Newspaper article THE JOURNAL RECORD

Detailed Cleanup Process to Be Required at Kerr-Mcgee Plant / Says NRC Spokesman

Newspaper article THE JOURNAL RECORD

Detailed Cleanup Process to Be Required at Kerr-Mcgee Plant / Says NRC Spokesman

Article excerpt

WEBBERS FALLS, Okla. - A detailed and labor-intensive cleanup of Kerr-McGee Corp.'s uranium processing plant near Gore, Okla., will be required by the Nuclear Regulatory Commission, Donna McFarland, company spokesman, said Monday.

Radioactive particles of uranium, released when nearly 15-tons of uranium hexafluoride gas reacted with moisture in the air fell in a small area around the plant and a short distance to the south, NRC spokesman Clyde Wisner said at the scene Monday.

The heavier-than-air particles settled on nearly all surfaces at the plant,including buildings, fences and grass, said McFarland, with Oklahoma City-based Kerr-McGee.

The entire site will have to be cleaned and decontaminated thoroughly, she said.

A Nuclear Regulatory Commission team supervised removal of topsoil and scrubbing of roads Monday to remove particles of uranium.

The accident occured while Kerr-McGee seeks a license from the Nuclear Regulatory Commission to expand its uranium conversion operations on the site.

The Sequoyah Fuels Corp. plant converts Yellow Cake, uranium ore with from which impurities have been removed, into uranium hexafluoride through a chemical solvent extraction process.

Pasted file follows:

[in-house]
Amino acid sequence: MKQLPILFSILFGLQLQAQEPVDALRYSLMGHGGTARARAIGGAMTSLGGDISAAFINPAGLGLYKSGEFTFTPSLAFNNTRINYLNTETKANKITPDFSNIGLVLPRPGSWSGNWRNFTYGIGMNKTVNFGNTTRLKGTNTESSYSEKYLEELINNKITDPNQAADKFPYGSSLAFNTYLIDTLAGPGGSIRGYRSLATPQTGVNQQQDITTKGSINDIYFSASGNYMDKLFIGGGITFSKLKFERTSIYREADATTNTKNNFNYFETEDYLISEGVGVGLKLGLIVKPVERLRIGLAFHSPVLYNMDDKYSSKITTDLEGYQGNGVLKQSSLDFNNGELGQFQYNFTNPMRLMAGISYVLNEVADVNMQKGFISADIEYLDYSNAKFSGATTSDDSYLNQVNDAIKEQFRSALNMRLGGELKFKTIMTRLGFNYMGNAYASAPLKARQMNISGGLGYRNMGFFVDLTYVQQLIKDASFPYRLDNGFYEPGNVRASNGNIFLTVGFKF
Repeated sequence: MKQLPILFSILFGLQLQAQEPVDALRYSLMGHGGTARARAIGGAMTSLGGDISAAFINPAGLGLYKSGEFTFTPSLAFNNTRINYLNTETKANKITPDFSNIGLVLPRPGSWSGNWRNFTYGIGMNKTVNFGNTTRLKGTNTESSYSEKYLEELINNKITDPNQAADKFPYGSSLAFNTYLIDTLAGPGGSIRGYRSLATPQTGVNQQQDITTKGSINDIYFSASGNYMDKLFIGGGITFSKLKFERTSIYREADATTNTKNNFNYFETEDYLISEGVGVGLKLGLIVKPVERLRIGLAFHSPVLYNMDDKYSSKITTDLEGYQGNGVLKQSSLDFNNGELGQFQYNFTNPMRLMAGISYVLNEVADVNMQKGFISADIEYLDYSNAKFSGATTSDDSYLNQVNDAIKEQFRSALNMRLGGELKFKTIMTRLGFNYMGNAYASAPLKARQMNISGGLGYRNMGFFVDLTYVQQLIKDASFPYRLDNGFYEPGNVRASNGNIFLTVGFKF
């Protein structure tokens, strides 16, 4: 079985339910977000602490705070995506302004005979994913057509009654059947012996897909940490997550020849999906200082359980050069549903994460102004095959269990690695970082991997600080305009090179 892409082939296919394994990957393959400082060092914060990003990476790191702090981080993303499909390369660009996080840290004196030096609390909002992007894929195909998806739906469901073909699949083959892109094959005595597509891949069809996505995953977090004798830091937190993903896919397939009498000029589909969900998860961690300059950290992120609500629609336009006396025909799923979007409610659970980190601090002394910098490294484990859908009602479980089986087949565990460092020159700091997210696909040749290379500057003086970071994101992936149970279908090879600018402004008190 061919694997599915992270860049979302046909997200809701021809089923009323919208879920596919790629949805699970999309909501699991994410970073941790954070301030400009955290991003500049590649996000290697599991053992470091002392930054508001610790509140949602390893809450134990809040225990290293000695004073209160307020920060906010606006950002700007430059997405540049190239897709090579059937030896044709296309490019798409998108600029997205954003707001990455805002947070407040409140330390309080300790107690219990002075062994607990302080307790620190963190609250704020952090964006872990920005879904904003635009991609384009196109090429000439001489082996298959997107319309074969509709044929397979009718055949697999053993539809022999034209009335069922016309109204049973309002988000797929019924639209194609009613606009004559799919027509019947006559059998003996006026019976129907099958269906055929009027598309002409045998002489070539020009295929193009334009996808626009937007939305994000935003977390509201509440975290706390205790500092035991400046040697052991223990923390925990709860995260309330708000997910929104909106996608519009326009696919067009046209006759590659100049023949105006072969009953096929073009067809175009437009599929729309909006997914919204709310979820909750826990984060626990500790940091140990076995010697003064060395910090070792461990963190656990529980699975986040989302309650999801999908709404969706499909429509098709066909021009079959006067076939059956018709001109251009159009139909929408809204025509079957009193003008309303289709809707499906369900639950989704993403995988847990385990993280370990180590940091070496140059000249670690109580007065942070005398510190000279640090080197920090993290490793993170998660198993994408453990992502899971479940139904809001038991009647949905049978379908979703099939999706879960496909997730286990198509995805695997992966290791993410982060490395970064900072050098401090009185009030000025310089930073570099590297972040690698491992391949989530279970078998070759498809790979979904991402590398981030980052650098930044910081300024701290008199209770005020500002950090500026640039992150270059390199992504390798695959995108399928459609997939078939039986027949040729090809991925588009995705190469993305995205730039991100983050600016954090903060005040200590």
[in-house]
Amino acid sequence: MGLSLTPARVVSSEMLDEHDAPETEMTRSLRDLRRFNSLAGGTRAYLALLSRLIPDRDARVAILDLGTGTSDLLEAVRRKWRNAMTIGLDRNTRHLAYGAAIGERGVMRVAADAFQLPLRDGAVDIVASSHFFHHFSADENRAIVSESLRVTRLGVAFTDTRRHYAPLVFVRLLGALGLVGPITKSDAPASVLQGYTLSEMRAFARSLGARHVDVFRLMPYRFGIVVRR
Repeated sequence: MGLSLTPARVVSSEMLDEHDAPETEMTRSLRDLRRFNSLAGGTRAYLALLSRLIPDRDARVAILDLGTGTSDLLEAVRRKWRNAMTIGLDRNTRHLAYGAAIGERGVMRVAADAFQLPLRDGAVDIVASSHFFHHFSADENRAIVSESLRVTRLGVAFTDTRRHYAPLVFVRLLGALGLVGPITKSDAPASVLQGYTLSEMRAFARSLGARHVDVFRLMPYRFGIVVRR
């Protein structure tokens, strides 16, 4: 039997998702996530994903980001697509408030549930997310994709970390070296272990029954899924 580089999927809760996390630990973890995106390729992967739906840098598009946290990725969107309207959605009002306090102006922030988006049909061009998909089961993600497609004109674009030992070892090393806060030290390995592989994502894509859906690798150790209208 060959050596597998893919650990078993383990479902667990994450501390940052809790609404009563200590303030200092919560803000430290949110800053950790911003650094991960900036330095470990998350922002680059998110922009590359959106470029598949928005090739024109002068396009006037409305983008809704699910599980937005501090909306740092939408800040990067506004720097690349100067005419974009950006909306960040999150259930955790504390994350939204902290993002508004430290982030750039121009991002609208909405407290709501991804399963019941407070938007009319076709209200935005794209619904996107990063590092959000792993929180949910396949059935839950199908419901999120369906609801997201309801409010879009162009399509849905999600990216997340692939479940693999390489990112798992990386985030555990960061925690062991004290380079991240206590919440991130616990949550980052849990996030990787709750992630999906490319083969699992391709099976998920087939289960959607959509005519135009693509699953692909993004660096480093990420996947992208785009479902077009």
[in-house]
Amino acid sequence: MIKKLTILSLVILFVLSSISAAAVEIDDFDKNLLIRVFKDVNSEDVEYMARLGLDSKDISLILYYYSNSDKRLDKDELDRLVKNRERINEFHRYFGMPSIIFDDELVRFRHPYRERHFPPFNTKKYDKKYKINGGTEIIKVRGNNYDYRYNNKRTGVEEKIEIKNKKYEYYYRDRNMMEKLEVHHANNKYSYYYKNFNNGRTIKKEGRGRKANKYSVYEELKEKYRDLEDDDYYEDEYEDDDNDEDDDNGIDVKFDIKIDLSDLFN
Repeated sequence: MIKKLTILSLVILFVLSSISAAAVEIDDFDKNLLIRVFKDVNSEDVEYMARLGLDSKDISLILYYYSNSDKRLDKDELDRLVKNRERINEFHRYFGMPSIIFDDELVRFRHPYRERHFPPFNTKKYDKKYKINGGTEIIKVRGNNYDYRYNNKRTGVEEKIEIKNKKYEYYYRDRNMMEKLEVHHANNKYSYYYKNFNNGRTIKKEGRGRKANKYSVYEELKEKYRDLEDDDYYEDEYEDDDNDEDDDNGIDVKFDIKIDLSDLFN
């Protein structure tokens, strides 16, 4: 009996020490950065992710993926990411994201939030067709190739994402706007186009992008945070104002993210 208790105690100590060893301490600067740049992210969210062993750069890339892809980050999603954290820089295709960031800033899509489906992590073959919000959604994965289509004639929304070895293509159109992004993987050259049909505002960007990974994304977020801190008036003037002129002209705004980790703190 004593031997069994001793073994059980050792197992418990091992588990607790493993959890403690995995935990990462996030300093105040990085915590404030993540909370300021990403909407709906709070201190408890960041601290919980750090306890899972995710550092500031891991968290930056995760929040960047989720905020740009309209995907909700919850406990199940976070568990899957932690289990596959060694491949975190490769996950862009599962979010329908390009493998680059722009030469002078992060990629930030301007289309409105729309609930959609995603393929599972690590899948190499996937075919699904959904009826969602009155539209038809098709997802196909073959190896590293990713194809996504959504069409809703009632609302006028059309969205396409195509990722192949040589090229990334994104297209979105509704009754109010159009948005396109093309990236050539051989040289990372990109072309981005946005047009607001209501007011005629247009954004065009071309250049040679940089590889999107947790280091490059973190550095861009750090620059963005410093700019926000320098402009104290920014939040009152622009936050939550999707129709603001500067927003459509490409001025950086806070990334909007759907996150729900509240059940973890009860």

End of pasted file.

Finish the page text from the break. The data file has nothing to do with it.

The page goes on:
The product is then processed at an enrichment plant by removing the isotobe U-235 through gaseous dispersion. Kerr-McGee is seeking to a license to further process the remaining isotobes U-234 and238

The process would take the depleted uranium hexafluoride through a dry chemical process for shipment to another firm to make uranium metal, McFarland said. Uranium metal is 1 1/2 times as heavy as lead. It is used in jet aircraft, shielding for x-ray equipment and for armor piercing munitions.

Workers wearing protective clothing and breathing apparatus removed some topsoil on plant property for disposal, Wisner said, and asphalt surfaces, including Oklahoma 10 next to the plant, got a ""good old-fashioned scrubbing.''

One employee of a Kerr-McGee Corp. uranium processing plant died from breathing highly corrosive hydrofluoric acid generated by the leak, which spread a vapor cloud up to 18 miles from the plant inrural eastern Oklahoma. More than 100 people were examined, and five remained hospitalized Monday.

""These radiation levels are very low,'' Wisner said. ""The philosophy is that you don't want radioactive materials where they're not supposed to be.''

The leak occurred Saturday morning after workers accidentally overfilled a shipping tank with uranium hexafluoride produced at the plant. The material is shipped to other plants to be refined and made into fuel for nuclear reactors.

McFarland said the plant has filled 650 of the large cylinders a year since it began operating in 1970.

The cylinder ruptured while it was being heated by employees attempting to reduce its contents from 29,500 pounds to its rated capacity of 27,500 pounds, said Dick Bangart, head of the NRC team at the site. …

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